Impostor Syndrome?

Seeing the growing readership of my last article on LinkedIn last week, I kept thinking – I don’t write often and don’t even have a huge number of followers, so how did this happen? Must be that I just got lucky!!!

And my efforts to understand what was happening more lead me to Impostor Syndrome and its role in our lives 🙂

Impostor syndrome or experience occurs when we have difficulty owning our successes and feel like a fraud – when we feel that our successes are perhaps undeserved, despite all our efforts that have gone into making it a reality. The success or accomplishment is attributed to luck, right time/right place, and other factors outside of ourselves. The bigger the accomplishment, the more intense the feeling of being an impostor.

In my case, despite sincere comments and re-shares from readers showing that it struck a chord with many of them, it took some effort for me to accept that it was real!

Many well known people admit to experiencing it, including Albert Einstein, Emma Watson, Tom Hanks.

Research in different countries indicate the following:

  1. About 70% population in US have experienced it at some time in their life – one can imagine other countries would have similar numbers. It is seen to be the most common fear among top executives!
  2. It affects both men and women, though more women are affected than men
  3. Men feel the effect of it more than women and women are able to deal with it better by adapting!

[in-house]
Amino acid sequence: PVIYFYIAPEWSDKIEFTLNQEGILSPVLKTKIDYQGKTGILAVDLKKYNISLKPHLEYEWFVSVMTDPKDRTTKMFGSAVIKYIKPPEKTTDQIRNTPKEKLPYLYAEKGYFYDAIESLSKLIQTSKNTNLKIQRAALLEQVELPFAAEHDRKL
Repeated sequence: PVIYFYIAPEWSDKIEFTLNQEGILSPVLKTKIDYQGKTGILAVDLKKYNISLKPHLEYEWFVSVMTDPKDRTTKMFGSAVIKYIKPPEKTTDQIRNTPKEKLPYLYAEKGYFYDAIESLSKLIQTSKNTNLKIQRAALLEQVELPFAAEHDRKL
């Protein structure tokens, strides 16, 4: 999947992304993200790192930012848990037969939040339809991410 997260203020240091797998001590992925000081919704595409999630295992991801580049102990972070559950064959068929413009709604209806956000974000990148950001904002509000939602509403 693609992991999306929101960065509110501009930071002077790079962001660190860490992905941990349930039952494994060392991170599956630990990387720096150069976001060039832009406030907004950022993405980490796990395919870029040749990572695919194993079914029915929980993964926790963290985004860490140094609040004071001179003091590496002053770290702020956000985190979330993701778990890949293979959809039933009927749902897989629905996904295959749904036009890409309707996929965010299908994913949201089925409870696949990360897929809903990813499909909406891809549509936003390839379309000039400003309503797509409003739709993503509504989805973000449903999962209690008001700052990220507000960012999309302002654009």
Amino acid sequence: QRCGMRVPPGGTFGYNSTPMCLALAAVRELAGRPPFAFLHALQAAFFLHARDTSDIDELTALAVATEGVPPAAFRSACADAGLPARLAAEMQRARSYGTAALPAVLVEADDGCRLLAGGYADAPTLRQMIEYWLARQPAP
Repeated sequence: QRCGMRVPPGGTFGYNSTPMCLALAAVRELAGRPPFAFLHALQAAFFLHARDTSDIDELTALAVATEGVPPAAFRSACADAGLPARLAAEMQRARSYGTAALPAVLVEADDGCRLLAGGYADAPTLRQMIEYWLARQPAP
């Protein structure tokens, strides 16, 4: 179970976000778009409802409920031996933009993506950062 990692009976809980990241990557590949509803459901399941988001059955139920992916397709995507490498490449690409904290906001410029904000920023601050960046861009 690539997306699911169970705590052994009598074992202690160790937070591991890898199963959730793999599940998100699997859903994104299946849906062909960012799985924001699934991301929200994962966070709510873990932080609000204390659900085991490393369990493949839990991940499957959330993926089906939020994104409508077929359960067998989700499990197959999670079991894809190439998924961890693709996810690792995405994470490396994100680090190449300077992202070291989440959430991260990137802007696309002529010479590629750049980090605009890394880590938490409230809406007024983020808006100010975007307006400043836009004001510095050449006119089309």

4. It can have a crippling effect on an individual, including intense feelings of anxiety, inadequacy, lesser effort and decreased performance overall – even if for short periods of time
  5. But manage it well, it can propel you further to do even better….

So, next time you wonder – did I really deserve the hike/promotion/… – instead how can you make it work in a positive manner?

  1. Acknowledge it and take comfort in the fact that research shows Competent people have a tendency to underestimate their competence, which, in turn, leaves them more open to improving 🙂 Its an indicator of presence of humility – a great attribute for any leader to possess…
  2. Think about how and when you reward/promote others – its because you saw effort/results/potential that they themselves might not be aware of. The same thing is happening to you – others have seen your effort, contribution, or potential that perhaps you have not accepted in yourself! The more senior you are, the less likely you were handed some reward without deserving it.
  3. If you can, go and ask what was the ONE attribute that made you get that reward/promotion/recognition – that’s your STRENGTH! Accept and build on it to propel yourself forward…
  4. Use it as a motivator – you get a chance to learn new skills, do something you haven’t done before and have a larger impact overall. Focus on what you can do to quickly gain confidence to move forward
  5. And, last but not the least, be sensitive that someone in your team could go thru a similar experience and support them to use it positively…